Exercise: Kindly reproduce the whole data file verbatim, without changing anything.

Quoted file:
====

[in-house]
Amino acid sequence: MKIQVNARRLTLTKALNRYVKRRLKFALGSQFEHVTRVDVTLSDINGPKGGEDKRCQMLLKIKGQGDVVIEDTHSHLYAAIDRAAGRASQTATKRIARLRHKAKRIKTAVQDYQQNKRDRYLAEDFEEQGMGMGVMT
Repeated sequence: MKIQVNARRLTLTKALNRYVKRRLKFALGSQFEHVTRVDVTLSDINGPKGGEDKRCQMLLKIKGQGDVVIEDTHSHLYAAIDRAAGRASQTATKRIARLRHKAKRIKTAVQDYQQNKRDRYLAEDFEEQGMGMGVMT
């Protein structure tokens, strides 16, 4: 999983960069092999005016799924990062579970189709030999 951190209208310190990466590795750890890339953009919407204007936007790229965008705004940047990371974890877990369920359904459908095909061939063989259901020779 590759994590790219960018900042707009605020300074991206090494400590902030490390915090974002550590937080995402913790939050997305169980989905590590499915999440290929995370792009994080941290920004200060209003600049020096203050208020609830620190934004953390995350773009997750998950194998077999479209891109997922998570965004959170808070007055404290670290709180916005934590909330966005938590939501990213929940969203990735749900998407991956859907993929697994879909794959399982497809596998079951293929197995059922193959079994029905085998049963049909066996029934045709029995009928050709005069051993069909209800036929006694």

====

[in-house]
Amino acid sequence: MKIQVNARRLTLTKALNRYVKRRLKFALGSQFEHVTRVDVTLSDINGPKGGEDKRCQMLLKIKGQGDVVIEDTHSHLYAAIDRAAGRASQTATKRIARLRHKAKRIKTAVQDYQQNKRDRYLAEDFEEQGMGMGVMT
Repeated sequence: MKIQVNARRLTLTKALNRYVKRRLKFALGSQFEHVTRVDVTLSDINGPKGGEDKRCQMLLKIKGQGDVVIEDTHSHLYAAIDRAAGRASQTATKRIARLRHKAKRIKTAVQDYQQNKRDRYLAEDFEEQGMGMGVMT
């Protein structure tokens, strides 16, 4: 999983960069092999005016799924990062579970189709030999 951190209208310190990466590795750890890339953009919407204007936007790229965008705004940047990371974890877990369920359904459908095909061939063989259901020779 590759994590790219960018900042707009605020300074991206090494400590902030490390915090974002550590937080995402913790939050997305169980989905590590499915999440290929995370792009994080941290920004200060209003600049020096203050208020609830620190934004953390995350773009997750998950194998077999479209891109997922998570965004959170808070007055404290670290709180916005934590909330966005938590939501990213929940969203990735749900998407991956859907993929697994879909794959399982497809596998079951293929197995059922193959079994029905085998049963049909066996029934045709029995009928050709005069051993069909209800036929006694």